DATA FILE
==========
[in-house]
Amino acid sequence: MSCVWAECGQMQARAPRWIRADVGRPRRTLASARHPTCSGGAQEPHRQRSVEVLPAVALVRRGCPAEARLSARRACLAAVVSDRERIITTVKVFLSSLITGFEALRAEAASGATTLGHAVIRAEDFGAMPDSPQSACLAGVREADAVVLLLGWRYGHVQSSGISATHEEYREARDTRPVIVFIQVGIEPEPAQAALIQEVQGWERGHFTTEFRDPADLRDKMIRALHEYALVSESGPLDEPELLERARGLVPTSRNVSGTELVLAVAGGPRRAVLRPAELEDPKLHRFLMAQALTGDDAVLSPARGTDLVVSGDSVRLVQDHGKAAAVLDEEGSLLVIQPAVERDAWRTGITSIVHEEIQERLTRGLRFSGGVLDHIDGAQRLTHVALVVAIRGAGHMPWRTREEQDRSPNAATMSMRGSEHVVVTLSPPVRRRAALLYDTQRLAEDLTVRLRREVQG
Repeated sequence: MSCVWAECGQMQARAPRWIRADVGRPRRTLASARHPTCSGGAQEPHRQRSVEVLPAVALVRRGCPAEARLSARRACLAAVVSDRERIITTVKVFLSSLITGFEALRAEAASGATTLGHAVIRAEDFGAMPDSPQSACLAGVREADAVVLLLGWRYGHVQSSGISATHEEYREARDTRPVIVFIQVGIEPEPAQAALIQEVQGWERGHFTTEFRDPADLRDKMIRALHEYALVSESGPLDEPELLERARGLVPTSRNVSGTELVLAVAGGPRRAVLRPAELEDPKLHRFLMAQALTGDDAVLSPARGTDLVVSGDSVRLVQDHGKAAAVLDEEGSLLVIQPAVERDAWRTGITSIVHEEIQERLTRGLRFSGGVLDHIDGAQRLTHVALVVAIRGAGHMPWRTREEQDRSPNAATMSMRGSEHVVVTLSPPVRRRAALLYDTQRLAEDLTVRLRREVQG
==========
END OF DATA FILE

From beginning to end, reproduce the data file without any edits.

[in-house]
Amino acid sequence: MSCVWAECGQMQARAPRWIRADVGRPRRTLASARHPTCSGGAQEPHRQRSVEVLPAVALVRRGCPAEARLSARRACLAAVVSDRERIITTVKVFLSSLITGFEALRAEAASGATTLGHAVIRAEDFGAMPDSPQSACLAGVREADAVVLLLGWRYGHVQSSGISATHEEYREARDTRPVIVFIQVGIEPEPAQAALIQEVQGWERGHFTTEFRDPADLRDKMIRALHEYALVSESGPLDEPELLERARGLVPTSRNVSGTELVLAVAGGPRRAVLRPAELEDPKLHRFLMAQALTGDDAVLSPARGTDLVVSGDSVRLVQDHGKAAAVLDEEGSLLVIQPAVERDAWRTGITSIVHEEIQERLTRGLRFSGGVLDHIDGAQRLTHVALVVAIRGAGHMPWRTREEQDRSPNAATMSMRGSEHVVVTLSPPVRRRAALLYDTQRLAEDLTVRLRREVQG
Repeated sequence: MSCVWAECGQMQARAPRWIRADVGRPRRTLASARHPTCSGGAQEPHRQRSVEVLPAVALVRRGCPAEARLSARRACLAAVVSDRERIITTVKVFLSSLITGFEALRAEAASGATTLGHAVIRAEDFGAMPDSPQSACLAGVREADAVVLLLGWRYGHVQSSGISATHEEYREARDTRPVIVFIQVGIEPEPAQAALIQEVQGWERGHFTTEFRDPADLRDKMIRALHEYALVSESGPLDEPELLERARGLVPTSRNVSGTELVLAVAGGPRRAVLRPAELEDPKLHRFLMAQALTGDDAVLSPARGTDLVVSGDSVRLVQDHGKAAAVLDEEGSLLVIQPAVERDAWRTGITSIVHEEIQERLTRGLRFSGGVLDHIDGAQRLTHVALVVAIRGAGHMPWRTREEQDRSPNAATMSMRGSEHVVVTLSPPVRRRAALLYDTQRLAEDLTVRLRREVQG